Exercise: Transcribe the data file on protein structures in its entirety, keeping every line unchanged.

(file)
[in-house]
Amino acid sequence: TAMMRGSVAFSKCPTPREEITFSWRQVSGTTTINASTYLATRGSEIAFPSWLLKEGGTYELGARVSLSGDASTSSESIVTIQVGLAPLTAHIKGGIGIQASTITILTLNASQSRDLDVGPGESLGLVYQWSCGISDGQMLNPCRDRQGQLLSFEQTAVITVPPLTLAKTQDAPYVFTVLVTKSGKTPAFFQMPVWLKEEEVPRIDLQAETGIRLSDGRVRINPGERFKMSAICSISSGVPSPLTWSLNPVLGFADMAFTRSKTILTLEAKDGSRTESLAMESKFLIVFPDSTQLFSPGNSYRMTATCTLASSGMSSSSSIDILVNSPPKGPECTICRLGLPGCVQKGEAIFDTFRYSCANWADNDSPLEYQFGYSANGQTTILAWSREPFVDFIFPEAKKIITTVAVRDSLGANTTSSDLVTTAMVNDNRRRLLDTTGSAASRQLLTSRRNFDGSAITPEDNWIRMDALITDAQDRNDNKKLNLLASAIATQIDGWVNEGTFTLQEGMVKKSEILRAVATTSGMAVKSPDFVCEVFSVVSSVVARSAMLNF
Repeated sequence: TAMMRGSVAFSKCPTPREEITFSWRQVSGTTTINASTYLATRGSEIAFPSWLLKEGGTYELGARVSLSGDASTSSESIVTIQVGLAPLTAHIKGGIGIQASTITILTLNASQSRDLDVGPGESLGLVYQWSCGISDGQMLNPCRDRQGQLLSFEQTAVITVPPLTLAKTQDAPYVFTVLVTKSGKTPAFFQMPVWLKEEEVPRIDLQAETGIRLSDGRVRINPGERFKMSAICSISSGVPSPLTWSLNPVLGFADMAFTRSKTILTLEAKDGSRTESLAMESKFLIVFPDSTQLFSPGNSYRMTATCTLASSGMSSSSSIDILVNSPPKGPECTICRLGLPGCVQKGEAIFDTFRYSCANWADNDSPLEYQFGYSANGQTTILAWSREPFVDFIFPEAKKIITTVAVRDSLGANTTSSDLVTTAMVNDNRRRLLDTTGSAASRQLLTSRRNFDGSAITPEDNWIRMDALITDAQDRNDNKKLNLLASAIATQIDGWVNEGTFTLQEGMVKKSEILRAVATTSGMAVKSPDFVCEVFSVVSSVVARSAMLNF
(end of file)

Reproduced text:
[in-house]
Amino acid sequence: TAMMRGSVAFSKCPTPREEITFSWRQVSGTTTINASTYLATRGSEIAFPSWLLKEGGTYELGARVSLSGDASTSSESIVTIQVGLAPLTAHIKGGIGIQASTITILTLNASQSRDLDVGPGESLGLVYQWSCGISDGQMLNPCRDRQGQLLSFEQTAVITVPPLTLAKTQDAPYVFTVLVTKSGKTPAFFQMPVWLKEEEVPRIDLQAETGIRLSDGRVRINPGERFKMSAICSISSGVPSPLTWSLNPVLGFADMAFTRSKTILTLEAKDGSRTESLAMESKFLIVFPDSTQLFSPGNSYRMTATCTLASSGMSSSSSIDILVNSPPKGPECTICRLGLPGCVQKGEAIFDTFRYSCANWADNDSPLEYQFGYSANGQTTILAWSREPFVDFIFPEAKKIITTVAVRDSLGANTTSSDLVTTAMVNDNRRRLLDTTGSAASRQLLTSRRNFDGSAITPEDNWIRMDALITDAQDRNDNKKLNLLASAIATQIDGWVNEGTFTLQEGMVKKSEILRAVATTSGMAVKSPDFVCEVFSVVSSVVARSAMLNF
Repeated sequence: TAMMRGSVAFSKCPTPREEITFSWRQVSGTTTINASTYLATRGSEIAFPSWLLKEGGTYELGARVSLSGDASTSSESIVTIQVGLAPLTAHIKGGIGIQASTITILTLNASQSRDLDVGPGESLGLVYQWSCGISDGQMLNPCRDRQGQLLSFEQTAVITVPPLTLAKTQDAPYVFTVLVTKSGKTPAFFQMPVWLKEEEVPRIDLQAETGIRLSDGRVRINPGERFKMSAICSISSGVPSPLTWSLNPVLGFADMAFTRSKTILTLEAKDGSRTESLAMESKFLIVFPDSTQLFSPGNSYRMTATCTLASSGMSSSSSIDILVNSPPKGPECTICRLGLPGCVQKGEAIFDTFRYSCANWADNDSPLEYQFGYSANGQTTILAWSREPFVDFIFPEAKKIITTVAVRDSLGANTTSSDLVTTAMVNDNRRRLLDTTGSAASRQLLTSRRNFDGSAITPEDNWIRMDALITDAQDRNDNKKLNLLASAIATQIDGWVNEGTFTLQEGMVKKSEILRAVATTSGMAVKSPDFVCEVFSVVSSVVARSAMLNF